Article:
The next major case involving Minnesota's policy favoring adopted children was In re Trust Created by Will of Patrick, 259 Minn. 193, 106 N.W.2d 888 (1960). Testator, who executed his will in 1940 and died in 1949, left the residue of his estate to his wife and upon her death to his stepdaughter and siblings, if then living, and, if not, to their respective "decendants." The de facto adopted child of testator's brother was held included. The court commented:

"It has been said that in the construction of wills every testator is presumed to know the law. This is an obvious legal fiction although it may express a practical working rule. It would be more accurate to say that the words of a will should be construed in accordance with precedents and statutes unless it is established by a preponderance of evidence that a testator intended some other meaning. In this state adopted children stand in the same position as biological children in all respects, including their right to inherit by laws of intestacy or under appropriate testamentary provisions. By such legal policy, the terms `children' and `issue' are presumed to include both biological and adopted offspring. Likewise, in the modern view, the term `descendants' prima facie includes adopted as well as biological offspring. "This is not the general, or perhaps even the majority, view. However, it is based upon humane and compassionate considerations which are appropriate to the attitudes of a modern civilized society, and which are expressed in our statutes on this subject. We have come to realize that it is not the biological act of begetting offspringwhich is done even by animals without any family tiesbut the emotional and spiritual experience of living together that creates a family. The family relationship is created far more by love, understanding, and mutual recognition of reciprocal duties and bonds, than by physical genesis. The marriage ceremony gives recognition to this fact as between spouses. Formal adoption recognizes this fact as between parents and children." 259 Minn. 195, 106 N.W.2d 890.

The final major case in which this court considered Minnesota's policy favoring adopted children was In re Trust Under Agreement with Nash, 265 Minn. 412, 122 N.W.2d 104 (1963). The trust language at issue was, "and any other issue of said son who may hereafter be born," and the later used phrase "children of said son." The trust was executed in 1939. The court commented:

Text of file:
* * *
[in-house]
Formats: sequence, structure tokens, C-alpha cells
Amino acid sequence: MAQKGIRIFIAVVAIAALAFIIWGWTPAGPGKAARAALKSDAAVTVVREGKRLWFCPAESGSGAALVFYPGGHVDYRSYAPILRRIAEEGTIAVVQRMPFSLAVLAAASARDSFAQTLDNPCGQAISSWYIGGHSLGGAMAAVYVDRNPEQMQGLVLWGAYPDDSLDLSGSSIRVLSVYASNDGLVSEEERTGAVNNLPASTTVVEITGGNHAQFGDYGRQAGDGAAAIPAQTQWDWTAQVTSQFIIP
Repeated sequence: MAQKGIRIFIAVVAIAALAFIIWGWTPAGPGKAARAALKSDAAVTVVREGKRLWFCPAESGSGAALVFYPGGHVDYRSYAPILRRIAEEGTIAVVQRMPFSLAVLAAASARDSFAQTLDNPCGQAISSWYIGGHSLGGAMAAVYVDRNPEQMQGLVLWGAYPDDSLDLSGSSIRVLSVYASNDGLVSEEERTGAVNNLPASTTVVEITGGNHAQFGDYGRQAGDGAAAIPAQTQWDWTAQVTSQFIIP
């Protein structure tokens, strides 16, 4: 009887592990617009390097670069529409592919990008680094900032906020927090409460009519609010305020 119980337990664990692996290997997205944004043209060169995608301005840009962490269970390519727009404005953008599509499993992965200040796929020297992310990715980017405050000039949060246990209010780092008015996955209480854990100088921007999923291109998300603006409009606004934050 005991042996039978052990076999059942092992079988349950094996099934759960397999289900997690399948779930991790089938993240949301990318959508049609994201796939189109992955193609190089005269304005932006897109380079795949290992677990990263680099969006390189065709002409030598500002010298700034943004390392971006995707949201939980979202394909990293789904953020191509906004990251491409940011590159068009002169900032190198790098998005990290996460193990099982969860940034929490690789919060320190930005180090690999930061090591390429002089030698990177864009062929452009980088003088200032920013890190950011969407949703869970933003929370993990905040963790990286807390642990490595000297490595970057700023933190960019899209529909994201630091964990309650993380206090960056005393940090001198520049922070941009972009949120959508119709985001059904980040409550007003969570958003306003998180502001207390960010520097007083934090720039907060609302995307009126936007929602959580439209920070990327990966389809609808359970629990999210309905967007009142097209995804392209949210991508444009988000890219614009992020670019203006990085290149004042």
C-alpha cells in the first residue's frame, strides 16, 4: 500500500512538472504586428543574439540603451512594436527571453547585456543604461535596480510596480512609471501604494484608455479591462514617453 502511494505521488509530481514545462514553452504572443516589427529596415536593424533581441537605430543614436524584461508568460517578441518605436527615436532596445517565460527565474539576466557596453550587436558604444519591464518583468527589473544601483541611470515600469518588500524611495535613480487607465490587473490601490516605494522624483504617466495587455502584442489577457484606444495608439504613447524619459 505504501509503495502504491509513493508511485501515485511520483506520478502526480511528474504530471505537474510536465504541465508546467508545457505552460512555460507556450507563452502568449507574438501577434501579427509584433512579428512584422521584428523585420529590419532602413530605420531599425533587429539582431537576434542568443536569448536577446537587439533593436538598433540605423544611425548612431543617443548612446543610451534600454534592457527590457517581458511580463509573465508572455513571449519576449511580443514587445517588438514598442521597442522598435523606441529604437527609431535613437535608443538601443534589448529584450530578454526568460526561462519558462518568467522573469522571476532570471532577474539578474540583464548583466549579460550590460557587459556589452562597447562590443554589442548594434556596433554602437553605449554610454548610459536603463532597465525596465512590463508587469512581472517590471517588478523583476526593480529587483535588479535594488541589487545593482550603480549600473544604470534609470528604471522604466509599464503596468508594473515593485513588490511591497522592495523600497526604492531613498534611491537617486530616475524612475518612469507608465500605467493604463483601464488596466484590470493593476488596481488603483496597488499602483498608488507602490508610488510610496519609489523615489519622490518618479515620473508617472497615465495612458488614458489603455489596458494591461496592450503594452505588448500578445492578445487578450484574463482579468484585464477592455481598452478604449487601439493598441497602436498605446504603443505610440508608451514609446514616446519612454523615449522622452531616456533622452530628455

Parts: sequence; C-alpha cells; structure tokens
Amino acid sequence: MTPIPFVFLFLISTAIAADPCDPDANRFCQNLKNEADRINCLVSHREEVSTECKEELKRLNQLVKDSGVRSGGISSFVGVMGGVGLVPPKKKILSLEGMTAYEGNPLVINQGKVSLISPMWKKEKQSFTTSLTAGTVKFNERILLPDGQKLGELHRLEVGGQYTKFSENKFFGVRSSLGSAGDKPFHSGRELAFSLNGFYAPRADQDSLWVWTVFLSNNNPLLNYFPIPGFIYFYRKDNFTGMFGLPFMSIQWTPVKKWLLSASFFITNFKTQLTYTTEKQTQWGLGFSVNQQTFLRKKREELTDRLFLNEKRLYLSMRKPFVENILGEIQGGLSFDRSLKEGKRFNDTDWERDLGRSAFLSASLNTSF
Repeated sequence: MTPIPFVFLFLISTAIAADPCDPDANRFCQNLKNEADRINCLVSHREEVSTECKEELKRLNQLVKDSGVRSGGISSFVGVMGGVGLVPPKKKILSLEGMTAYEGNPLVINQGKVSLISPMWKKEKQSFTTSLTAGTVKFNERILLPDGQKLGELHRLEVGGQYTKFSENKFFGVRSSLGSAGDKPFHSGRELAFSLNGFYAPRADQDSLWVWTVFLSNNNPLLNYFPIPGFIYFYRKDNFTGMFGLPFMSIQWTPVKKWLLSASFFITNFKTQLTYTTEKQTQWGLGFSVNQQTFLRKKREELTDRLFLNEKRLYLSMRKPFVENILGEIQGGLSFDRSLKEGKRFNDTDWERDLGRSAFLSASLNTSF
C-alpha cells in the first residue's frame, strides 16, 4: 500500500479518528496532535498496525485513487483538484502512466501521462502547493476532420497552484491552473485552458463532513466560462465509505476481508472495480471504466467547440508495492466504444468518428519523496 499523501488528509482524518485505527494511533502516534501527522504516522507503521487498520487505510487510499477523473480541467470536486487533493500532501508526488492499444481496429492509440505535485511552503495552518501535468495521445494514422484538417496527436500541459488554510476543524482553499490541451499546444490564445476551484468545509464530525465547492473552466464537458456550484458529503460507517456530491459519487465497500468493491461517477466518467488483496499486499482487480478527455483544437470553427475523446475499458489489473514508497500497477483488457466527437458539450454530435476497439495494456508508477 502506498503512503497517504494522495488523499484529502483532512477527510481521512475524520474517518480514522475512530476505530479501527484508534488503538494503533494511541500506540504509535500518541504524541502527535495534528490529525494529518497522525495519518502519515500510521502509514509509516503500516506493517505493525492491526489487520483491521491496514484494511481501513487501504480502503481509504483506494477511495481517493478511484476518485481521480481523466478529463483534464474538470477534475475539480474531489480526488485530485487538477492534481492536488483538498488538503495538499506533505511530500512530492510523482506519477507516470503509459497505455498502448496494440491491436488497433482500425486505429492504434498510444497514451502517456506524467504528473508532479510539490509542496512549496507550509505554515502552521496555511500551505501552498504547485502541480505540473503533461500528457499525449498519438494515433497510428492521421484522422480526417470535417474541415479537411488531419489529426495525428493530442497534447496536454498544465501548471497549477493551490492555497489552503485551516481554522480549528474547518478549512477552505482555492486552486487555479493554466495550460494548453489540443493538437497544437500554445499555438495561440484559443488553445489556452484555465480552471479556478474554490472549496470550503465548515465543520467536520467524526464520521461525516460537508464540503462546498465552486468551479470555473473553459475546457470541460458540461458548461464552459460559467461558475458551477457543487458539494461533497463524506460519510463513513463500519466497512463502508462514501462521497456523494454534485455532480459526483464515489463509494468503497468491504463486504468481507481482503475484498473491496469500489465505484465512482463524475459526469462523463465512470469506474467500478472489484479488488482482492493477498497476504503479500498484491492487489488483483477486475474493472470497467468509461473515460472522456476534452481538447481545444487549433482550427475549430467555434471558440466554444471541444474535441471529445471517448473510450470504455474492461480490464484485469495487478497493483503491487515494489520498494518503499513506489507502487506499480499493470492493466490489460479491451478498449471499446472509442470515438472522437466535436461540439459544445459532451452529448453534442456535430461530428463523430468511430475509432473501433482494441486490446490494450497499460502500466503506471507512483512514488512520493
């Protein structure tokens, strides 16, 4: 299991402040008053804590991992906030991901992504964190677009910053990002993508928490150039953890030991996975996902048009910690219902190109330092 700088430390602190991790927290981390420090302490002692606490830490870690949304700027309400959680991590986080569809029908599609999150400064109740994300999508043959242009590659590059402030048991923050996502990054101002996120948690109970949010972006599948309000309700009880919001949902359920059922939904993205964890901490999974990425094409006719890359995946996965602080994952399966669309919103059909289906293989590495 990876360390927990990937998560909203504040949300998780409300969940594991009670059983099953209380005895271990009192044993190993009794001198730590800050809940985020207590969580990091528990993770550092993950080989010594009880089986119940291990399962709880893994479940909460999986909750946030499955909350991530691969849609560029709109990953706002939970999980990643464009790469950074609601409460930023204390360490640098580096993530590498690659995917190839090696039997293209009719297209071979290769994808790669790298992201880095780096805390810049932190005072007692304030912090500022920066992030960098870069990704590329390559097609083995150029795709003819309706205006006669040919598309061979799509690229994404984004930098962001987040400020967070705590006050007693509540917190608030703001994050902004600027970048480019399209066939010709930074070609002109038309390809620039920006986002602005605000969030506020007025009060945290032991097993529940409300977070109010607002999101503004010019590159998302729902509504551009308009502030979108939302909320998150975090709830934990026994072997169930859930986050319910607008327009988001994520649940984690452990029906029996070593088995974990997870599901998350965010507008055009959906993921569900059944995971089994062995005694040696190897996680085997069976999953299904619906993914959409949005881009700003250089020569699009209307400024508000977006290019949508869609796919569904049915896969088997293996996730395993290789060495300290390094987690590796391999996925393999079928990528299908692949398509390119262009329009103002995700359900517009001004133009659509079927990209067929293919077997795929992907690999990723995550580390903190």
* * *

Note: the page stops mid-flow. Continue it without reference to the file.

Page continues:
"* * * The fact appellant [the adopted child] was born after the creation of the trust is not in itself significant. If the settlor gave the matter any thought, it was the relationship of parent and child, and not the date of birth, which presumably concerned him. The parties draw divergent inferences from the fact settlor had an adopted child of his own with whom he apparently enjoyed close *167 family ties and for whom he made provision in his will. "The language of the trust instrument, which requires the estate to be divided into as many funds as there are children of the life tenant, lends support to appellant's position that no discrimination against adopted children was intended. We have indicated that, absent clear expression to the contrary, the word `children' includes adopted children. [Citing In re Trust Created by Will of Patrick, supra.]" 265 Minn. 415, 122 N.W.2d 107.

The court also noted: "Authority cited by respondents which limits beneficiaries to `issue of the body' clearly does not apply." 265 Minn. 417, 122 N.W. 108.

From the above cases we glean two propositions: (1) Because of the policy embodied in our adoption statute, adopted children will be presumed included in a will or trust provision unless there is evidence of an intent to exclude such children; (2) such evidence may be found in the language of the will itself.

Applying these propositions to the instant case, we find that the language of these trusts does not evince an intent to include only natural born children of Laura Belle Hudson. Given the judicial history of the rights of adopted children, the use of the term "issue of her body" without further elaboration is not sufficiently explicit to exclude an adopted child from the benefits of this trust. To hold otherwise would cast a cloud over this state's policy toward adopted children and add to the reports another mindless case based on sham "intent" manifested in virtually meaningless common-law phrases. This trustor, we believe, had no intent at all regarding inclusion or exclusion of adopted children. In such a case, a strong public policy provides a better reason for decision than an old common-law phrase.